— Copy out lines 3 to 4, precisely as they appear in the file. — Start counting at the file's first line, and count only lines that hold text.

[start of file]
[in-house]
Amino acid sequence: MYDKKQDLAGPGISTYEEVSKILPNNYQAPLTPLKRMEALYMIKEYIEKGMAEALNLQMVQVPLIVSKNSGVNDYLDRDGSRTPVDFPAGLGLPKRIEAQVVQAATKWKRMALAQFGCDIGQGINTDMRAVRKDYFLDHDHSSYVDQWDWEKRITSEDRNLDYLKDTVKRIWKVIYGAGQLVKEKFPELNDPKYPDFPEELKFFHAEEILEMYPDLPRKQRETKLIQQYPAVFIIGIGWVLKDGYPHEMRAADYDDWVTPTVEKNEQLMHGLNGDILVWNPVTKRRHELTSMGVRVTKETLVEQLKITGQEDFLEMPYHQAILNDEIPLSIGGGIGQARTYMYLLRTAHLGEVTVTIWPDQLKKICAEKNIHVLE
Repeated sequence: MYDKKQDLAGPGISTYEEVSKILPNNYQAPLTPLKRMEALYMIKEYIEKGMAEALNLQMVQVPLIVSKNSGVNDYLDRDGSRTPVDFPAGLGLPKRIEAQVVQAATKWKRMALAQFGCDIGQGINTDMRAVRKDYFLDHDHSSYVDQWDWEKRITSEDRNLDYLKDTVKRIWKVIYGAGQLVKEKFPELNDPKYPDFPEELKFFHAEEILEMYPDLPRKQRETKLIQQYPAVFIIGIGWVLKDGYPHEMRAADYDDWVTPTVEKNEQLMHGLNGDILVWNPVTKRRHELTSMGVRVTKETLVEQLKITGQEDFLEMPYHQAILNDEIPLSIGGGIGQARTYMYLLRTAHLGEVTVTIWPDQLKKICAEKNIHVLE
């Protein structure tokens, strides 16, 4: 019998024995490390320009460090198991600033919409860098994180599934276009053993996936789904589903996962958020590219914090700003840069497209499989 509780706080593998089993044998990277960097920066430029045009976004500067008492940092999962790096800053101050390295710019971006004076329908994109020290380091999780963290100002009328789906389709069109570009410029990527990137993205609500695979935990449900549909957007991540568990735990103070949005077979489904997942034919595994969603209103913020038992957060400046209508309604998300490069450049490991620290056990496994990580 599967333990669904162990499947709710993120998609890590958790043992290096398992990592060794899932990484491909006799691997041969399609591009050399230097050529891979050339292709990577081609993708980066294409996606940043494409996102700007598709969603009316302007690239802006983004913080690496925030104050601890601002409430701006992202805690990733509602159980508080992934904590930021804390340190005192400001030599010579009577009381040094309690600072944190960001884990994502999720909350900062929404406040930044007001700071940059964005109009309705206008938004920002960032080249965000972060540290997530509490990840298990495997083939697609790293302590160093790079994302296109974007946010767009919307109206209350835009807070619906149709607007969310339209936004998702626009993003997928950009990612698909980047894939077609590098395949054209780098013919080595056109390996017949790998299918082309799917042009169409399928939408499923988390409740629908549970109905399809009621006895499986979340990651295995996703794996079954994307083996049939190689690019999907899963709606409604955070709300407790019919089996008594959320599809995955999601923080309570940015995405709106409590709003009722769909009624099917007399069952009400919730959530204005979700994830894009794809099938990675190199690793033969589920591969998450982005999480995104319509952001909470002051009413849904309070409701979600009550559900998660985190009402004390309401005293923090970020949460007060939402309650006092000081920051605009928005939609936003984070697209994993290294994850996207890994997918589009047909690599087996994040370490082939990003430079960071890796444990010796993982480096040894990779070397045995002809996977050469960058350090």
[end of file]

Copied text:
Repeated sequence: MYDKKQDLAGPGISTYEEVSKILPNNYQAPLTPLKRMEALYMIKEYIEKGMAEALNLQMVQVPLIVSKNSGVNDYLDRDGSRTPVDFPAGLGLPKRIEAQVVQAATKWKRMALAQFGCDIGQGINTDMRAVRKDYFLDHDHSSYVDQWDWEKRITSEDRNLDYLKDTVKRIWKVIYGAGQLVKEKFPELNDPKYPDFPEELKFFHAEEILEMYPDLPRKQRETKLIQQYPAVFIIGIGWVLKDGYPHEMRAADYDDWVTPTVEKNEQLMHGLNGDILVWNPVTKRRHELTSMGVRVTKETLVEQLKITGQEDFLEMPYHQAILNDEIPLSIGGGIGQARTYMYLLRTAHLGEVTVTIWPDQLKKICAEKNIHVLE
């Protein structure tokens, strides 16, 4: 019998024995490390320009460090198991600033919409860098994180599934276009053993996936789904589903996962958020590219914090700003840069497209499989 509780706080593998089993044998990277960097920066430029045009976004500067008492940092999962790096800053101050390295710019971006004076329908994109020290380091999780963290100002009328789906389709069109570009410029990527990137993205609500695979935990449900549909957007991540568990735990103070949005077979489904997942034919595994969603209103913020038992957060400046209508309604998300490069450049490991620290056990496994990580 599967333990669904162990499947709710993120998609890590958790043992290096398992990592060794899932990484491909006799691997041969399609591009050399230097050529891979050339292709990577081609993708980066294409996606940043494409996102700007598709969603009316302007690239802006983004913080690496925030104050601890601002409430701006992202805690990733509602159980508080992934904590930021804390340190005192400001030599010579009577009381040094309690600072944190960001884990994502999720909350900062929404406040930044007001700071940059964005109009309705206008938004920002960032080249965000972060540290997530509490990840298990495997083939697609790293302590160093790079994302296109974007946010767009919307109206209350835009807070619906149709607007969310339209936004998702626009993003997928950009990612698909980047894939077609590098395949054209780098013919080595056109390996017949790998299918082309799917042009169409399928939408499923988390409740629908549970109905399809009621006895499986979340990651295995996703794996079954994307083996049939190689690019999907899963709606409604955070709300407790019919089996008594959320599809995955999601923080309570940015995405709106409590709003009722769909009624099917007399069952009400919730959530204005979700994830894009794809099938990675190199690793033969589920591969998450982005999480995104319509952001909470002051009413849904309070409701979600009550559900998660985190009402004390309401005293923090970020949460007060939402309650006092000081920051605009928005939609936003984070697209994993290294994850996207890994997918589009047909690599087996994040370490082939990003430079960071890796444990010796993982480096040894990779070397045995002809996977050469960058350090």